A judge’s refusal to jail Joseph P. Smith on a probation violation before he was accused of killing 11-year-old Carlie Brucia was in line with standard court procedure, says the St. Petersburg, Fla., Times. Sarasota Circuit Judge Harry Rapkin refused to jail Smith in December for failing to pay $170 in court costs, a condition of his probation on a drug charge. “We don’t have debtor prisons,” said Pinellas-Pasco Circuit Judge Michael Andrews. “This judge did what I think most judges would have done. … The jails are saturated.”
Gov. Jeb Bush said yesterday that lawmakers may need to review whether probation laws should be toughened. “We’re going to review the laws that exist that give judges lots of discretion,” he said. “I am working with the attorney general. We expect to have some recommended changes very soon.”
Adam Tebrugge, Smith’s public defender, is asking court permission to interview grand jurors, a rare request. “Because of the unprecedented level of publicity in this case, counsel for the defendant has good cause to believe that one or more grand jurors may have a state of mind that would prevent them from acting impartially and without prejudice,” Tebrugge said yesterday.
Florida Department of Corrections officials have said Rapkin should have held a hearing to determine whether Smith, who has a record of 13 mostly drug-related arrests, had the ability to pay his costs.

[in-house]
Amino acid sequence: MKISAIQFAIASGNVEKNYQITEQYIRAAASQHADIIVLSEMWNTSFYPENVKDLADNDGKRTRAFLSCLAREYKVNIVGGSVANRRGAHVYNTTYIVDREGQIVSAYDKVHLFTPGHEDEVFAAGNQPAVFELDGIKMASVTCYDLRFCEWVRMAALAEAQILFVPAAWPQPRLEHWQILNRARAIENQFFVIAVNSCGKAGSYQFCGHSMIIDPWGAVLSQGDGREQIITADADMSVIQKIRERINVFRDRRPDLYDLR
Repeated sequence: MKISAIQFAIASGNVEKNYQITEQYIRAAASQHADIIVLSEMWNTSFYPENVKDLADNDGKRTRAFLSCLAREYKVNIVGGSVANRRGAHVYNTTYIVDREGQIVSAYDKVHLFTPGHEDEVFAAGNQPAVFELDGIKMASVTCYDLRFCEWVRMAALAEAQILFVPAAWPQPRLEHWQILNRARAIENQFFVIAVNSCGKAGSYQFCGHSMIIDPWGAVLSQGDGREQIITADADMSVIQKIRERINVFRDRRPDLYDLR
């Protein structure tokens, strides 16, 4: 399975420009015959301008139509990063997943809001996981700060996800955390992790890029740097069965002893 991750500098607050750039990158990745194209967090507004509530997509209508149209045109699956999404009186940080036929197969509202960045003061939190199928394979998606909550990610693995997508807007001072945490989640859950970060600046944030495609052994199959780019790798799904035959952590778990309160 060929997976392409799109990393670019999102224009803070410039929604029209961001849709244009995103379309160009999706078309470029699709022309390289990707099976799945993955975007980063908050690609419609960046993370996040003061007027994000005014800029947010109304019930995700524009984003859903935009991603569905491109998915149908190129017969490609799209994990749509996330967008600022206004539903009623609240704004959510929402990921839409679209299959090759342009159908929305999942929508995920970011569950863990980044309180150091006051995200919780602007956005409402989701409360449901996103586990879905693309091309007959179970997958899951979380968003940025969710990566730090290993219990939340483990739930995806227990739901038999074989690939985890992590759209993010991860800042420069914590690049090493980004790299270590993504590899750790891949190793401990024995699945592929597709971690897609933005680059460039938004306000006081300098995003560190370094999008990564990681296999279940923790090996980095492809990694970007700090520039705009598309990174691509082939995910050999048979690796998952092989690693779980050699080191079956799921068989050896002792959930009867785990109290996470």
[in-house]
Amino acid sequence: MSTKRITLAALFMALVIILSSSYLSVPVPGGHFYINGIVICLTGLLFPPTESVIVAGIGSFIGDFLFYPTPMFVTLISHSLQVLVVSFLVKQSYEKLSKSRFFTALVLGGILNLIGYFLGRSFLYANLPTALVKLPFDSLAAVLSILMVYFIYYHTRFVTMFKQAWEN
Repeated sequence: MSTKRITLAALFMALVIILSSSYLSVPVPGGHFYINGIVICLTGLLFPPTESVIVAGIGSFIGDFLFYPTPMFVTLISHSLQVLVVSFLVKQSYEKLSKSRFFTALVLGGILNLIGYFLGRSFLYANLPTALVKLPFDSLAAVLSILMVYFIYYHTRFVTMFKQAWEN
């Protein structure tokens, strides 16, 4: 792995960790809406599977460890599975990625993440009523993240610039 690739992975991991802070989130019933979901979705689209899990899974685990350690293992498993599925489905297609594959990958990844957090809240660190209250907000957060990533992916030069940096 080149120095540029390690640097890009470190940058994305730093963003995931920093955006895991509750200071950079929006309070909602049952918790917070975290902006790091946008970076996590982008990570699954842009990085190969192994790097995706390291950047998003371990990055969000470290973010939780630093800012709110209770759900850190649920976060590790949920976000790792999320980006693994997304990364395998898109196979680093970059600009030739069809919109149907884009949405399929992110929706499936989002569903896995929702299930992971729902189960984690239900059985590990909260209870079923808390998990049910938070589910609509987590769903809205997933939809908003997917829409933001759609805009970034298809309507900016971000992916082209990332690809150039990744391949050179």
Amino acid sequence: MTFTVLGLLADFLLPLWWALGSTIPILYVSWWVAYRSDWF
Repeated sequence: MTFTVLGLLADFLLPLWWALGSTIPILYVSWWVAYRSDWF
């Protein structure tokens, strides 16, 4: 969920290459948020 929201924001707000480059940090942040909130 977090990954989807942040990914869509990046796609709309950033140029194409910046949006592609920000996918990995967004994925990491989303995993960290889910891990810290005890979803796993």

Lawyers interviewed about the case defended the judge, saying few judges would jail someone and hold them pending a hearing at some later date. “It’s easy to stigmatize a judge for doing something like that,” said Dwight Dudley, a Pinellas criminal defense attorney. “But in truth, the system is not set up to handle throwing everybody in jail for a minor technical violation.”
In 1996, a man faced 19 months in prison for setting his ex-girlfriend’s car on fire. After the woman told Rapkin she didn’t want the man to go to prison, Rapkin put him on probation. “You know what the judge’s worst nightmare is?” Rapkin said, reported the Sarasota Herald-Tribune. “If I were to take a chance on you and put you on some type of control release, and I pick up the paper and I find that you’ve gone and done something stupid, you know who gets the hot seat? Not you, me.” The man was later accused of firing a shot at the ex-girlfriend with a shotgun.
The Smith case “will be used as an excuse to change the law and give judges even less discretion,” said Tampa attorney G. Bruce Ketcham. “And the judge didn’t do anything wrong.”